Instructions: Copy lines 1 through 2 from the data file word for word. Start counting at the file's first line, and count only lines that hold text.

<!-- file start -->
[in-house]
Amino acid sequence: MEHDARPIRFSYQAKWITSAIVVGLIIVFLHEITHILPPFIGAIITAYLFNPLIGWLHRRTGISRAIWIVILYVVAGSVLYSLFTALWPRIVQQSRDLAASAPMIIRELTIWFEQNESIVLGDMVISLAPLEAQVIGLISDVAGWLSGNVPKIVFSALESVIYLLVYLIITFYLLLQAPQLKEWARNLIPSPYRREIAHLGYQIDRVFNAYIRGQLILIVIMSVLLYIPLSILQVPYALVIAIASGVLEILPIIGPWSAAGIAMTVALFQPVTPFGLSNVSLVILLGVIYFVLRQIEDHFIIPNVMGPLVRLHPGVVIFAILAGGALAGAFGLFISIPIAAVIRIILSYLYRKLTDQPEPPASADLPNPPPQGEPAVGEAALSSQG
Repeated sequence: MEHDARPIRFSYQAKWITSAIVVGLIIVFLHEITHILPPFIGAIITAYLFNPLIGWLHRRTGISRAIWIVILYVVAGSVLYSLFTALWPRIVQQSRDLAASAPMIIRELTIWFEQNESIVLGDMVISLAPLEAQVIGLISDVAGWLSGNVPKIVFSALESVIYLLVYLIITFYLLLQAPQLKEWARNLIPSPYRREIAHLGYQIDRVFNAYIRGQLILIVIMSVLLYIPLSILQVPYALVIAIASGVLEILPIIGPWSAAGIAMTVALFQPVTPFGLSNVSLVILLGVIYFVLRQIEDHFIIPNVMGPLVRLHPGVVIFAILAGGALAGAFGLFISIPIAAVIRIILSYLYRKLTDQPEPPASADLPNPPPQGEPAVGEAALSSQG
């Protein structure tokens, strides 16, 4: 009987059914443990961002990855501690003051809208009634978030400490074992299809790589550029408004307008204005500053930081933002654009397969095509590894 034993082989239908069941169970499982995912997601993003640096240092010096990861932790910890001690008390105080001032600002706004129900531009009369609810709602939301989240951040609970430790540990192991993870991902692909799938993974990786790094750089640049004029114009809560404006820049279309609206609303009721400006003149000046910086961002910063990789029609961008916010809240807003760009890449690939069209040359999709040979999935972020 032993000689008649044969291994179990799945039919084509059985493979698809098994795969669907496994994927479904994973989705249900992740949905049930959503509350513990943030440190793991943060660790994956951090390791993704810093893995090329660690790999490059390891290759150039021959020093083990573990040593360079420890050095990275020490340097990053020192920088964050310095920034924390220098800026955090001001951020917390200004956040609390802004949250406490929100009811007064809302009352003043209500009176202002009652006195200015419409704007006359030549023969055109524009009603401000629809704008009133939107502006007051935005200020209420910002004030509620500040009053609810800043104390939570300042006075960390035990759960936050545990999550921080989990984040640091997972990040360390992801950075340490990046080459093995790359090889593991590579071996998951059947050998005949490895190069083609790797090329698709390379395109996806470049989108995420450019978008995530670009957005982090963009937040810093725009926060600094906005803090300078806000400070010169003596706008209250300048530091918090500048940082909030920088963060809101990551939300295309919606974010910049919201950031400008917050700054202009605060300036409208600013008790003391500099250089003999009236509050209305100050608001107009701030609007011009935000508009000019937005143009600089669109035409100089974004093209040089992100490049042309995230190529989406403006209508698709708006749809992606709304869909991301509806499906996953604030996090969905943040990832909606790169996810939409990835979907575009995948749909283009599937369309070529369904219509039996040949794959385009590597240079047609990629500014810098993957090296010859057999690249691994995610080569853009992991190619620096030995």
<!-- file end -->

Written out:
[in-house]
Amino acid sequence: MEHDARPIRFSYQAKWITSAIVVGLIIVFLHEITHILPPFIGAIITAYLFNPLIGWLHRRTGISRAIWIVILYVVAGSVLYSLFTALWPRIVQQSRDLAASAPMIIRELTIWFEQNESIVLGDMVISLAPLEAQVIGLISDVAGWLSGNVPKIVFSALESVIYLLVYLIITFYLLLQAPQLKEWARNLIPSPYRREIAHLGYQIDRVFNAYIRGQLILIVIMSVLLYIPLSILQVPYALVIAIASGVLEILPIIGPWSAAGIAMTVALFQPVTPFGLSNVSLVILLGVIYFVLRQIEDHFIIPNVMGPLVRLHPGVVIFAILAGGALAGAFGLFISIPIAAVIRIILSYLYRKLTDQPEPPASADLPNPPPQGEPAVGEAALSSQG